WHAT YOU NEED TO KNOW:
- The Biden administration ordered the release of the flu medicine Tamiflu from the Strategic National Stockpile.
- The early arrival of the flu season caused a rise in winter illnesses and generated a high demand for flu medicines.
- Anyone above 2 weeks old can be prescribed the antiviral Tamiflu.
The Biden administration has ordered the Strategic National Stockpile to make available additional doses of the prescription flu medicine Tamiflu to supply the rise in demand for influenza medicines this year.
Even if the Food and Drug Administration (FDA) has not listed a shortage of Tamiflu, the sharp increase in influenza cases has spiked the need for antiviral as well as over-the-counter medicines. Anyone who is over two weeks old can be prescribed Tamiflu.
Influenza hit early this year and the Centers for Disease Control and Prevention (CDC) said that 15 million people have fallen ill from the flu with 150,000 hospitalized and 9,300 deaths.
Department of Health and Human Services (HHS) Secretary Xavier Becerra said in a statement, “Today we are taking action so that every jurisdiction can meet the increased demand for Tamiflu this flu season. State stockpiles can be utilized, and if jurisdictions need access to the Strategic National Stockpile, they now have it to respond to the current seasonal flu outbreak.”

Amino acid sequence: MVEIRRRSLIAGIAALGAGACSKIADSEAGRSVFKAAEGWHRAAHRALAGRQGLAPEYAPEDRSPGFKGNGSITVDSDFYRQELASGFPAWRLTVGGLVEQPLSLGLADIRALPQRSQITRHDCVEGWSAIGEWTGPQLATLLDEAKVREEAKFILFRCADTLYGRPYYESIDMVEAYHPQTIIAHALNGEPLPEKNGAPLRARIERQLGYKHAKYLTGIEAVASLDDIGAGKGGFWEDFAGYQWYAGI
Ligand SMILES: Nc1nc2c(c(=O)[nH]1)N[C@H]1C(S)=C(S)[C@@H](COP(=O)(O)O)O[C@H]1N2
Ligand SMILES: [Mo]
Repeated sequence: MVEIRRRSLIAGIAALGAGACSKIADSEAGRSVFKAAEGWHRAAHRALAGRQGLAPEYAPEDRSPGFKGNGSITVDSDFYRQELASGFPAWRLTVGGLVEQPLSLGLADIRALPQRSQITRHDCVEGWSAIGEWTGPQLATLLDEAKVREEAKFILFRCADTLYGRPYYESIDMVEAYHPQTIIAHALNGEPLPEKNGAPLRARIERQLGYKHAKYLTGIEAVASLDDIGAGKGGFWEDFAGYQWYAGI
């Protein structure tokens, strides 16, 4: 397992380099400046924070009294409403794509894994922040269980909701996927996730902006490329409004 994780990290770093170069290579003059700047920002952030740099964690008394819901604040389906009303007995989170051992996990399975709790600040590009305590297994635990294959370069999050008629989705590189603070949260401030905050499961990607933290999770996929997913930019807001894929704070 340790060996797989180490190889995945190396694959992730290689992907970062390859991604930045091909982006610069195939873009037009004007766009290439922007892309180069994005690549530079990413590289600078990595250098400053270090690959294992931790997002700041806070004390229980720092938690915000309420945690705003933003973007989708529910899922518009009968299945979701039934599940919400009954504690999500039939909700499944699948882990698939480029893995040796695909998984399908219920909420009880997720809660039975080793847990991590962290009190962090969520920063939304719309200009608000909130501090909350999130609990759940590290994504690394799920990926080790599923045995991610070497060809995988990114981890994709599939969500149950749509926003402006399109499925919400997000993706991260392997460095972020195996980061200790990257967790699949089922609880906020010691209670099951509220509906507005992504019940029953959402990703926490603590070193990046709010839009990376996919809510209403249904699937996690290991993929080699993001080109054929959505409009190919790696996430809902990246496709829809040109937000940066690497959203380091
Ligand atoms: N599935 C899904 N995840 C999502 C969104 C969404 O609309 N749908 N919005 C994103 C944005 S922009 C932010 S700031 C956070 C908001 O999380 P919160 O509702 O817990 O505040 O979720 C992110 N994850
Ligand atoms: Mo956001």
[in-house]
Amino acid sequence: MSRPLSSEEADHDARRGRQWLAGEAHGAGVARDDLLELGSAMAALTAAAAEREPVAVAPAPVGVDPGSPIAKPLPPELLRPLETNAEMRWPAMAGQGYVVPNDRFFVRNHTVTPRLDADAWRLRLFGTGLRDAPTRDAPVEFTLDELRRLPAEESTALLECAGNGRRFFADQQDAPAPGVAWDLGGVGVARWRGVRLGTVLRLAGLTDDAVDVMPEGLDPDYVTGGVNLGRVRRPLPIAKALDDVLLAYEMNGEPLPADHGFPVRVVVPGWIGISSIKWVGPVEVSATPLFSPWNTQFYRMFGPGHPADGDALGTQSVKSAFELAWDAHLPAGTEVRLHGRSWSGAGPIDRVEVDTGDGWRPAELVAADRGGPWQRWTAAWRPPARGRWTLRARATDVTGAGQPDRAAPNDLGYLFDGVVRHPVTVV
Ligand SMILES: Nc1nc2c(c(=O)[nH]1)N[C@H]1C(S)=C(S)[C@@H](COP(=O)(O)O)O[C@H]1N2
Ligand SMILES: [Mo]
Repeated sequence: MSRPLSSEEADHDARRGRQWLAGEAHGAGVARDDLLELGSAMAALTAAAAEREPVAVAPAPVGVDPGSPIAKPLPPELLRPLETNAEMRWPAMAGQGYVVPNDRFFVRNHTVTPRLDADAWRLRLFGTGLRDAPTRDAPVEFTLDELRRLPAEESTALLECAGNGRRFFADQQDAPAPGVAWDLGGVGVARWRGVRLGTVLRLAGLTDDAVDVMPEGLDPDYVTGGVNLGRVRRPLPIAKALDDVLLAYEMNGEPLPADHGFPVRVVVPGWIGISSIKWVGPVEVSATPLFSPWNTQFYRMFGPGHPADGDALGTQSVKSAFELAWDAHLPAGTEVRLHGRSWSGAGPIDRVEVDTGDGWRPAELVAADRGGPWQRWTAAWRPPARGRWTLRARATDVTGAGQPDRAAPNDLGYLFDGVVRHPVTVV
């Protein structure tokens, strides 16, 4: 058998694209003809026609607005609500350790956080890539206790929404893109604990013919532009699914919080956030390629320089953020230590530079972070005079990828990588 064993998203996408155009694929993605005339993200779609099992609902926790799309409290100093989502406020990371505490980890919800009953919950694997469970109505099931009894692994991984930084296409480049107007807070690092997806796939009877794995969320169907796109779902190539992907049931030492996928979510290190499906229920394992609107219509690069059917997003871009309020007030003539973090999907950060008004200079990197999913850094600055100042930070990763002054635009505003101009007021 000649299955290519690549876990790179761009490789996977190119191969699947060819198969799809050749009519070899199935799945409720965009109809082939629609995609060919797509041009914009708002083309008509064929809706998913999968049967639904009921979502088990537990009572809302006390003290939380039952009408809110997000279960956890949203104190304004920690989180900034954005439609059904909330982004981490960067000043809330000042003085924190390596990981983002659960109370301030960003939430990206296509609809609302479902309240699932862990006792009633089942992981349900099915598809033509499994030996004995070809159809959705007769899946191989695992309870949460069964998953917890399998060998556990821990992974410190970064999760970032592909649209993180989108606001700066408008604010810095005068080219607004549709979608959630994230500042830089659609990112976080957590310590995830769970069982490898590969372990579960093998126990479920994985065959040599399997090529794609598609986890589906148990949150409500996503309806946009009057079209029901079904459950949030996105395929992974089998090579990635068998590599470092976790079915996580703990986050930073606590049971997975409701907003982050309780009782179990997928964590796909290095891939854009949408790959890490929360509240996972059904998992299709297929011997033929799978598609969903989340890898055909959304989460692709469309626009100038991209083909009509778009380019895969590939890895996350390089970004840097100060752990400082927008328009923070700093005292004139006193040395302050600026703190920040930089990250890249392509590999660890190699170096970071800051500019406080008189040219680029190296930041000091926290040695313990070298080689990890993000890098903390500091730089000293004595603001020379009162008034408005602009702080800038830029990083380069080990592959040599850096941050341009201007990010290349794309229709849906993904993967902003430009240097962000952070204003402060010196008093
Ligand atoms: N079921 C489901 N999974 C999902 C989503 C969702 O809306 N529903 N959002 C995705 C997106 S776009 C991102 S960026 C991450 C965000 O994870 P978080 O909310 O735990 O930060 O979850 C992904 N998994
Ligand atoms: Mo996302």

Jurisdiction requests for Tamiflu from the Strategic National Stockpile will be evaluated by the HHS’s Administration for Strategic Preparedness and Response.
Jurisdictions are allowed to use certain lots of Tamiflu procured for pandemic preparedness between 2006 to 2009 in the current flu season. For those who have exhausted their supply, supplemental doses can also be requested from the national stockpile.
Instead of the usual between October and May with peaks in December and January, flu season has arrived six weeks early. This time, it is also more severe. People ages 65 and older and children 4 and younger registered the highest cases.
After COVID-19 restrictions on masking and social distancing were lifted, people have become vulnerable to the flu virus.
There may have been a decrease in RSV or respiratory syncytial virus infections that caused children’s hospitals to be overcrowded but flu cases have risen and so has COVID-19.
Source: The Hill